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This article traces the struggle of the people of Vranje to unseat their governor, Hüseyin Pasha, in the 1840s. It situates this struggle within the context of the Tanzimat reforms, one primary objective of which was to use financial and legal means to bring powerful local governors under the control of the central government. The case of Vranje, this article shows, provides a particularly colorful example to observe the disrupting effects of the center’s intervention in the provinces, to investigate the various dynamics and difficulties the center confronted in its attempt to control the periphery, and to understand the ways in which the new political discourse of the Tanzimat shaped local resistance. This article also traces the stages of political mobilization and dissent through the various strategies the people of Vranje employed, from petitioning to armed resistance, in order to fight perceived injustices.
How does the technological infrastructure of a communications medium influence the culture of an online community? Taking up a socio-technical (STS) approach to online communities and computer mediated communication, this study introduces and explores the communication culture of Bulletin Board Systems (BBS) active in Turkey between 1995 and 1996. In the first part of the study, the researcher provides a brief history of BBS networks worldwide and of pre-Internet communication networks in Turkey. In the second part, using a sample from a privately owned archive of correspondences from Hitnet, a national-scale FidoNet-style BBS network popular in Turkey between 1992 and 1996, the study documents how some of the technical constraints on the level of hardware, software, and human-computer interaction (HCI) influenced the communication culture of the Hitnet community. At the same time, the study pays especial attention to the workarounds devised by community members to work around these constraints.
Currently, a mass media campaign is underway in Turkey using a new communication means called the “public spot” (kamu spotu). This article concentrates on the public spots produced by Turkey’s Ministry of Health, and more specifically on those that advocate quitting smoking and preventing obesity. Drawing on interviews with Ministry of Health personnel and analyzing the content of these spots, we suggest that they operate as risk caveats. They caution individuals against smoking and obesity’s potential harms and guide her/him towards self-health governance by encouraging the maintenance of a particular lifestyle that embraces a balanced diet, regular activity, and no smoking. As such, we read these spots as a technique of neoliberal governmentality. This technique works primarily by responsibilizing individuals as health entrepreneurs investing in risk free lifestyles; that is, by conceptualizing health as a matter of self-conduct where personal responsibilities are emphasized.
The Free Republican Party (FRP; Serbest Cumhuriyet Fırkası), founded and dissolved in 1930, represented the second attempt to transition to a multi-party system in Turkey, following the formation of the Progressive Republican Party (Terakkiperver Cumhuriyet Fırkası) in 1924. In contrast to the oppositional establishment of the latter, the FRP seemed to be a state-originated project whose establishment was decided upon by the elites of the day, led by Mustafa Kemal Atatürk. Its representation in contemporary cartoons is deemed important today given the political cartoon’s ability to simplify complex political messages into understandable symbols and metaphors and to address or reach those who may not be literate. Taking into account the social structure of society during this period, this aspect of the reach of cartoons becomes particularly important. Political cartoons’ ability to both support the text in a newspaper and penetrate historical memory through stereotypes is also significant in terms of the representation of personalities and events. This article will attempt to analyze the formation of the FRP and the depiction of its elites through newspaper cartoons. Three prominent and pro-Republican People’s Party (Cumhuriyet Halk Partisi) newspapers of this period—namely Cumhuriyet, Milliyet, and Vakit—will provide the material for the content and thematic analysis of the study.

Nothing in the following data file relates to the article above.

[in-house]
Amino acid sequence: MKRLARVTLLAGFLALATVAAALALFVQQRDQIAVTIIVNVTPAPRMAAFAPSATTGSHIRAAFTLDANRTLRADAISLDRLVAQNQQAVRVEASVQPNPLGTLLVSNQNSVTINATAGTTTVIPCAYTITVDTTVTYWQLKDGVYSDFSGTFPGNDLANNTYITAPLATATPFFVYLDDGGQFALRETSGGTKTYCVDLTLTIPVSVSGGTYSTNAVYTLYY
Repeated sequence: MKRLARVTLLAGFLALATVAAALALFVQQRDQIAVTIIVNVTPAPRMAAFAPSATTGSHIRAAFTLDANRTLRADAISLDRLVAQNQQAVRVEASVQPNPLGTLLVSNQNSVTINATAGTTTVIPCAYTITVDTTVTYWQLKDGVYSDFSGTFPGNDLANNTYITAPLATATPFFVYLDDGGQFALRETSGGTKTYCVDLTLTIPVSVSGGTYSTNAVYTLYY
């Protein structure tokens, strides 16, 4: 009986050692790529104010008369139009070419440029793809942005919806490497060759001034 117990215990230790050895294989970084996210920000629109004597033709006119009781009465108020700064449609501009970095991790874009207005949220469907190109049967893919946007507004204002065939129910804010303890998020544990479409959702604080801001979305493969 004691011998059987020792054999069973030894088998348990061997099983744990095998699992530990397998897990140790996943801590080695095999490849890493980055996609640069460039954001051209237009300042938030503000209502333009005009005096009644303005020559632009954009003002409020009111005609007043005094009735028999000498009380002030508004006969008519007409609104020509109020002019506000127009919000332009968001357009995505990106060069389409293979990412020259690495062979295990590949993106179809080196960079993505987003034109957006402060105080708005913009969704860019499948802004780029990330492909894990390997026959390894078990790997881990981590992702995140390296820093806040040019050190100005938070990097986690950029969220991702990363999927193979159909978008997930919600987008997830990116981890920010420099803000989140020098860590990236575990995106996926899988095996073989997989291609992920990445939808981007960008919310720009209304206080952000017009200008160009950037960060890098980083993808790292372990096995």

This article offers a critical reading, from the perspective of gender studies, of films produced in the politically charged environment of the 1990s and 2000s by directors Tomris Giritlioğlu and Yeşim Ustaoğlu. Giritlioğlu’s Ms. Salkım’s Diamonds (Salkım Hanımın Taneleri, 1999) and Autumn Pain (Güz Sancısı, 2008) were based on Yılmaz Karakoyunlu’s novels Salkım Hanım’ın Taneleri (1990) and Güz Sancısı (1992), while Ustaoğlu’s Waiting for the Clouds (Bulutları Beklerken, 2004) was inspired by Yorgo Andreadis’ biography, Tamama (1993). The films claim artistic license in presenting individual stories, yet they embellish their representation through documentary footage about silenced historical traumas, depicting female subjects as the store of traumatic national memories, such as the exodus of Pontic Greeks in 1916, the anti-minority Wealth Tax of 1942, and the anti-Greek pogroms of 1955. Underscoring Julia Kristeva’s notion of the “feminine” as a crucial aspect of these films, this article traces two strategies used by the directors: (1) recording personal stories in order to complicate nationalist narratives and their appeal to essentialized identities, and (2) gendering trauma as female suffering inflicted by patriarchal authority. The article concludes that, regardless of their public positions to the contrary, the directors engage in feminist politics by questioning the relationship between women and the nation, by broaching issues of social justice, and by highlighting the hybridity of identities and plurality of cultures.